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A Faerie Fated Forever: Book One of the Forever Series Paperback – May 6, 2009


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Product Details

  • Series: Forever
  • Paperback: 264 pages
  • Publisher: CreateSpace Independent Publishing Platform (May 6, 2009)
  • Language: English
  • ISBN-10: 1442159243
  • ISBN-13: 978-1442159242
  • Product Dimensions: 8 x 5.2 x 0.6 inches
  • Shipping Weight: 11.2 ounces (View shipping rates and policies)
  • Average Customer Review: 3.4 out of 5 stars  See all reviews (183 customer reviews)
  • Amazon Best Sellers Rank: #4,234,443 in Books (See Top 100 in Books)

Editorial Reviews

From the Inside Flap

A gaggle of Maclee warriors lurched haphazardly behind Nial, their mostly sober laird. The annual fair on the Isle of Skye hadn't spawned excitement enough for this group so they headed for a secluded area where they could brew their own - thanks to the antics of "Heather the Hag."

The girl followed their ambling path, ducking and hiding hither and yon. Currently, she crouched rather poorly behind a pair of barrels a few feet away. The cap of her granny bonnet poked over the flat top like a wild turkey's tail feathers. Every so often, she popped up to peek at Nial, each time wearing the same expression as a priest at the pearly gates.

"Shit," said the object of all the attention, "can't she just go away and join some friends or something? Maybe she could find a lad to show her what to do with all that emotion."

"Join some friends? What friends?" chortled Braden.

"She has friends," said the laird, almost in defense of the lass. "I've seen them."

"Likely of the sort who want to fare well in comparison. The ugliest duckling would seem a swan standing next to her," Braden replied.

"She's a duck all right," Calum agreed. "The oddest duck of them all." He took a long swig of his brew before he said, "Heather is a duck destined to quack alone."

Nial snapped, "What the hell does that mean?"

Fletcher swayed. "Would you quack with her? If you share her longing, audience or no, I bet she'll quack with you right now."

"She's not," the Maclee gritted between clenched teeth, "exactly my type."

"Your type?" Fletcher asked. "Ahh, she's not the cream of the crop, the fairest of the fair. Nothing less will do for you, right?"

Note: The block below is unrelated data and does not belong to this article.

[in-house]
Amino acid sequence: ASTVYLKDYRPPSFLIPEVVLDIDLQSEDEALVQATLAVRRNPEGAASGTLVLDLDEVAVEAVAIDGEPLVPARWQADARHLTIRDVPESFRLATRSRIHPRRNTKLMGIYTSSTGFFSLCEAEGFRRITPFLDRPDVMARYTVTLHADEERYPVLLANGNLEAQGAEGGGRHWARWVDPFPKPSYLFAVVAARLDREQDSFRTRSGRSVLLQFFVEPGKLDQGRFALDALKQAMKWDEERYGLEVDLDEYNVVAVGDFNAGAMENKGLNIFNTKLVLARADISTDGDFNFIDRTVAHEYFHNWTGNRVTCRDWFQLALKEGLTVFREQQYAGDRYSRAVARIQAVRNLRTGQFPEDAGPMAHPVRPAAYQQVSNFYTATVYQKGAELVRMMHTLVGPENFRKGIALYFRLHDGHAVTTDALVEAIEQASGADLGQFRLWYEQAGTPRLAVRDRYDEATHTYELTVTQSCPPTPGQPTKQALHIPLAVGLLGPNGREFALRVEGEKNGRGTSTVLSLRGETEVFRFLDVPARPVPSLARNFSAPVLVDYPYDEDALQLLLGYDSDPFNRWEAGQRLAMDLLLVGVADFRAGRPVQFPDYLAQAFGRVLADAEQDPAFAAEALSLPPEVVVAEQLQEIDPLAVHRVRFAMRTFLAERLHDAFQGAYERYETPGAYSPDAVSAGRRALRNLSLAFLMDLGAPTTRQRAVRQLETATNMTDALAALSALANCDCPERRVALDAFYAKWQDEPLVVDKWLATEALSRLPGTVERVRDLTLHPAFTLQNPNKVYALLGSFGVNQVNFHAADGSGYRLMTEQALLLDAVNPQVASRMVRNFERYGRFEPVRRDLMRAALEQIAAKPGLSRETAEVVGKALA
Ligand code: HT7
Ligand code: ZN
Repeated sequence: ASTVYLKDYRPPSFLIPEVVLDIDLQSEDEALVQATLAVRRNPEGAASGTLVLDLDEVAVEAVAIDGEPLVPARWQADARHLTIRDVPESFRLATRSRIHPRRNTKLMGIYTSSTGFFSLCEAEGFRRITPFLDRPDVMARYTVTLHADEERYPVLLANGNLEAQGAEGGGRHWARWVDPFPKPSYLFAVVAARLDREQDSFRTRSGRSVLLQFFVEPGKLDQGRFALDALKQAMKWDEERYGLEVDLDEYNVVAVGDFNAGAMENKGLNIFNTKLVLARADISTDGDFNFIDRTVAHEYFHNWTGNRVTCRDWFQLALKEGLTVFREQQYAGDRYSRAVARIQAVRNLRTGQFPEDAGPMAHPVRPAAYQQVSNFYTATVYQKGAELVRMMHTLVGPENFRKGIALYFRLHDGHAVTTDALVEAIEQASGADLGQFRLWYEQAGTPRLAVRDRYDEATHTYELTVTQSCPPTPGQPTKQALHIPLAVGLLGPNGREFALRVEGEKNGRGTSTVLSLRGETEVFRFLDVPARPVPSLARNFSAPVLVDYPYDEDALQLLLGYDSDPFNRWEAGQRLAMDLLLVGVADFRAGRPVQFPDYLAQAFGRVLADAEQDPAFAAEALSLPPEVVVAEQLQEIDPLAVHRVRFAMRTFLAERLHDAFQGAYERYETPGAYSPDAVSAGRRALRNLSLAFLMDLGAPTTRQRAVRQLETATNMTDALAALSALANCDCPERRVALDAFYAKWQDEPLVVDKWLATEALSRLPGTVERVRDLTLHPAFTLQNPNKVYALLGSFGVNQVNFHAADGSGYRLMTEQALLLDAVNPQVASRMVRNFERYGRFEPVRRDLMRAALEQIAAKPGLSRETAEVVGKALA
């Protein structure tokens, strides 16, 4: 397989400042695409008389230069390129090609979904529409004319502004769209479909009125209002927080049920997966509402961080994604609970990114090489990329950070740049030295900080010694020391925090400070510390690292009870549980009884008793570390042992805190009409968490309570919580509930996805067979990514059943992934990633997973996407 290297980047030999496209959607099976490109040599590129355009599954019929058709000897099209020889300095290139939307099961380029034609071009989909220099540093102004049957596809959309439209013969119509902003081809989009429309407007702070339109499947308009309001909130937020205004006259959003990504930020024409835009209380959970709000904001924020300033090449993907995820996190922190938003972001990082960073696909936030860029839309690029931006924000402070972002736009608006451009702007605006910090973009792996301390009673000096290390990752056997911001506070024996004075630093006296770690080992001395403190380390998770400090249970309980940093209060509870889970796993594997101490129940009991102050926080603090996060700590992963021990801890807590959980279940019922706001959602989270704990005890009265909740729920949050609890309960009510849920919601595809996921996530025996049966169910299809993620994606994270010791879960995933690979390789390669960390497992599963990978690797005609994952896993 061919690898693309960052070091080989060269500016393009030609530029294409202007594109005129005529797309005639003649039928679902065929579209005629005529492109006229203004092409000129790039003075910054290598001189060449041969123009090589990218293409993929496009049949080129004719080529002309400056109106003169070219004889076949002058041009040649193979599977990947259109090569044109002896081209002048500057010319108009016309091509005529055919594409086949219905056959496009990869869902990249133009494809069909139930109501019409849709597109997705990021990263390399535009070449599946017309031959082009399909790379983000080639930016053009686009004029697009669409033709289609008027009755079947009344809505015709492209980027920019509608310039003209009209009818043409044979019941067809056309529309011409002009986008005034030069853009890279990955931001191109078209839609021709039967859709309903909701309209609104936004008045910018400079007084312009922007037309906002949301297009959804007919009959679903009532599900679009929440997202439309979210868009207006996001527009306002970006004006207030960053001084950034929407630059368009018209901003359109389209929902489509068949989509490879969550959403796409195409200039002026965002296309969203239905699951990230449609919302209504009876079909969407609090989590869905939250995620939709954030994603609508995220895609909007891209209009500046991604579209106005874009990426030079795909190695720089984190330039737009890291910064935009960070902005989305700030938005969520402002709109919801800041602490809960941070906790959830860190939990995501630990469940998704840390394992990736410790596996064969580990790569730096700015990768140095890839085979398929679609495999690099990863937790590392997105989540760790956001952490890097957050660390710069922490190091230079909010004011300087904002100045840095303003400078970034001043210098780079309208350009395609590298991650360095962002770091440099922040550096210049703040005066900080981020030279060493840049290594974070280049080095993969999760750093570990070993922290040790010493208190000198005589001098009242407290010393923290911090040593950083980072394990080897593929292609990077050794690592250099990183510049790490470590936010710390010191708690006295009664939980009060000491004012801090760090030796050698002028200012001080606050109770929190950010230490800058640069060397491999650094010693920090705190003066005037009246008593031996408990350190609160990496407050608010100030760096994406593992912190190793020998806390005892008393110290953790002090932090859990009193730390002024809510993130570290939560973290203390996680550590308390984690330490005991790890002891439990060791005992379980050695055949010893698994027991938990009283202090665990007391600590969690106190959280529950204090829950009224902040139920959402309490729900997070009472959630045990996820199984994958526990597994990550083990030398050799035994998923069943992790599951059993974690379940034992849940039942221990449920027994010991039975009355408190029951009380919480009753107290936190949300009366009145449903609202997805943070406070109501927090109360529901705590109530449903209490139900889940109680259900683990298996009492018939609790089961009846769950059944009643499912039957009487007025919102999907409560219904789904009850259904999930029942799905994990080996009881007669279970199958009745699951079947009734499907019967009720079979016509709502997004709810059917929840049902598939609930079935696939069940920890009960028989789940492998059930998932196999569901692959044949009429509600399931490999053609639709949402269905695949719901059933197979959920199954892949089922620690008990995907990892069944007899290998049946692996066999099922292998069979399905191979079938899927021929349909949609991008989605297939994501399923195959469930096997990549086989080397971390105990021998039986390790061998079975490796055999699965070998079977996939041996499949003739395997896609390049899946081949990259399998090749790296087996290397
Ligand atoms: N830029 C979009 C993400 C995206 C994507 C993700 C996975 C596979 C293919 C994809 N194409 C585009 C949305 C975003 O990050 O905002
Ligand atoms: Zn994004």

"Now, Fletch," Calum said, grinning, "we all know the curse."

"Remind us, oh great one," the other man encouraged wickedly.
"Recite the curse, recite the curse!" Chanted Braden and a barely conscious Grant in unison.

"Stop it," hissed Maclee, although he knew it was futile to try to halt the script. It varied very little and always got a rise out of him. This time, however, Heather MacIver lurked nearby, surely quivering where she crouched. Her presence and the potent alcohol consumed in vast quantities by his clansmen shed new light on the old drama, making him distinctly uneasy.

Casting a pointed smile at his laird, Calum darted two long strides and leapt atop one of the barrels, facing forward. Outwardly, he appeared oblivious to the lass just approaching marriageable age who shut her lashes to shield her odd eyes, shrank inside her sack du jour, shook from head to toe, and prayed for escape.

The ringmaster cleared his throat, took a heady swallow of his whiskey and spoke in the tone of a chieftain about to lead his clan into battle. "My friends, Nial, Laird of the Clan Maclee, labors under a curse pronounced long ago by the King of the Faeries."

"Recite the curse, recite the curse!" chanted the others as Nial shrugged and crossed his arms. He'd have walked away and left the drunks to their play, if not for that dratted unsettled feeling that grew worse instead of better. If he left, he would abandon the lass. Some would say the little spy deserved what she got. He'd like to say that too, but for a reason he couldn't explain, he would not leave her to the taunts and games of his drunken friends.

"Recite the curse, you say?" Calum drew out the moment when the eyes of all rightfully fell upon him.

After long moments when Laird Maclee's discomfort grew obvious even to his sotted companions, Calum spoke. "Lads, Ian Maclee - Nial's Great Grandfather many times removed, fell in love with the daughter of the Faerie King who disapproved of the liaison but gave in to his daughter's tearful pleas. He allowed the couple a handfast marriage. After the year and a day passed, the lass had to return to the land of faerie. We know what those two were up to, because a bairn appeared nine months later."

"We all know the tale," Nial grumbled. "Why repeat it again?"